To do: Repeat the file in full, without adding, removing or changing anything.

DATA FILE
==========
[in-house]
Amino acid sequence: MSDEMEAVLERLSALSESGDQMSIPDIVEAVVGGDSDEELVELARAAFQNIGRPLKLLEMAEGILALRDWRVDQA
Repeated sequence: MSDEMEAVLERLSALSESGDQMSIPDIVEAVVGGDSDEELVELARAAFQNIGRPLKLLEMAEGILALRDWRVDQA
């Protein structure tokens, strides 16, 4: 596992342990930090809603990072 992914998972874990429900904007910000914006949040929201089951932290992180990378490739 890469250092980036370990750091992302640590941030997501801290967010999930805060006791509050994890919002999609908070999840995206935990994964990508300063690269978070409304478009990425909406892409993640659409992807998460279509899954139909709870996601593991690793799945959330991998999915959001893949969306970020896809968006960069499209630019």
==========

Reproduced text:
[in-house]
Amino acid sequence: MSDEMEAVLERLSALSESGDQMSIPDIVEAVVGGDSDEELVELARAAFQNIGRPLKLLEMAEGILALRDWRVDQA
Repeated sequence: MSDEMEAVLERLSALSESGDQMSIPDIVEAVVGGDSDEELVELARAAFQNIGRPLKLLEMAEGILALRDWRVDQA
């Protein structure tokens, strides 16, 4: 596992342990930090809603990072 992914998972874990429900904007910000914006949040929201089951932290992180990378490739 890469250092980036370990750091992302640590941030997501801290967010999930805060006791509050994890919002999609908070999840995206935990994964990508300063690269978070409304478009990425909406892409993640659409992807998460279509899954139909709870996601593991690793799945959330991998999915959001893949969306970020896809968006960069499209630019």